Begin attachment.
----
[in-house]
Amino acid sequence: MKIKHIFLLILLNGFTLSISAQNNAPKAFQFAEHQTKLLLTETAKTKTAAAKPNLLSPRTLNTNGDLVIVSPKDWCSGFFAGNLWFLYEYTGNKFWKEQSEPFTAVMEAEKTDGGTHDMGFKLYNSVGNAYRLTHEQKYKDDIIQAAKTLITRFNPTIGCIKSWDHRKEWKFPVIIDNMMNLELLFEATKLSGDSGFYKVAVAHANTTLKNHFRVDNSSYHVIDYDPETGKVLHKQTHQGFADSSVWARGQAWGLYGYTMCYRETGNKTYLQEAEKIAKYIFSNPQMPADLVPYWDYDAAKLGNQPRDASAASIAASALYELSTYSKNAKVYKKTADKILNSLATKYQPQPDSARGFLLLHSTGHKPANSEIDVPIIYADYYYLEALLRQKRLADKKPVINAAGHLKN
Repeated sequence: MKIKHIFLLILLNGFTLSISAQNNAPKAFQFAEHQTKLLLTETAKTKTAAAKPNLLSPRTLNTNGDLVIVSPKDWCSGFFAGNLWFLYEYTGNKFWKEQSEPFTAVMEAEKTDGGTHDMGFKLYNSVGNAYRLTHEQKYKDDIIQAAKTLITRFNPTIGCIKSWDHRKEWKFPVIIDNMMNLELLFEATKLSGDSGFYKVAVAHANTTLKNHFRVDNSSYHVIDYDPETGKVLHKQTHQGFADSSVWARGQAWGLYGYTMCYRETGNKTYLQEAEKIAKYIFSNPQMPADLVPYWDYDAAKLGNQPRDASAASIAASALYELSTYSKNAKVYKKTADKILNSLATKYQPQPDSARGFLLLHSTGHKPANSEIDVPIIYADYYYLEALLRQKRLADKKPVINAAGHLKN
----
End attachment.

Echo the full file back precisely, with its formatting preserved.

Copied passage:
[in-house]
Amino acid sequence: MKIKHIFLLILLNGFTLSISAQNNAPKAFQFAEHQTKLLLTETAKTKTAAAKPNLLSPRTLNTNGDLVIVSPKDWCSGFFAGNLWFLYEYTGNKFWKEQSEPFTAVMEAEKTDGGTHDMGFKLYNSVGNAYRLTHEQKYKDDIIQAAKTLITRFNPTIGCIKSWDHRKEWKFPVIIDNMMNLELLFEATKLSGDSGFYKVAVAHANTTLKNHFRVDNSSYHVIDYDPETGKVLHKQTHQGFADSSVWARGQAWGLYGYTMCYRETGNKTYLQEAEKIAKYIFSNPQMPADLVPYWDYDAAKLGNQPRDASAASIAASALYELSTYSKNAKVYKKTADKILNSLATKYQPQPDSARGFLLLHSTGHKPANSEIDVPIIYADYYYLEALLRQKRLADKKPVINAAGHLKN
Repeated sequence: MKIKHIFLLILLNGFTLSISAQNNAPKAFQFAEHQTKLLLTETAKTKTAAAKPNLLSPRTLNTNGDLVIVSPKDWCSGFFAGNLWFLYEYTGNKFWKEQSEPFTAVMEAEKTDGGTHDMGFKLYNSVGNAYRLTHEQKYKDDIIQAAKTLITRFNPTIGCIKSWDHRKEWKFPVIIDNMMNLELLFEATKLSGDSGFYKVAVAHANTTLKNHFRVDNSSYHVIDYDPETGKVLHKQTHQGFADSSVWARGQAWGLYGYTMCYRETGNKTYLQEAEKIAKYIFSNPQMPADLVPYWDYDAAKLGNQPRDASAASIAASALYELSTYSKNAKVYKKTADKILNSLATKYQPQPDSARGFLLLHSTGHKPANSEIDVPIIYADYYYLEALLRQKRLADKKPVINAAGHLKN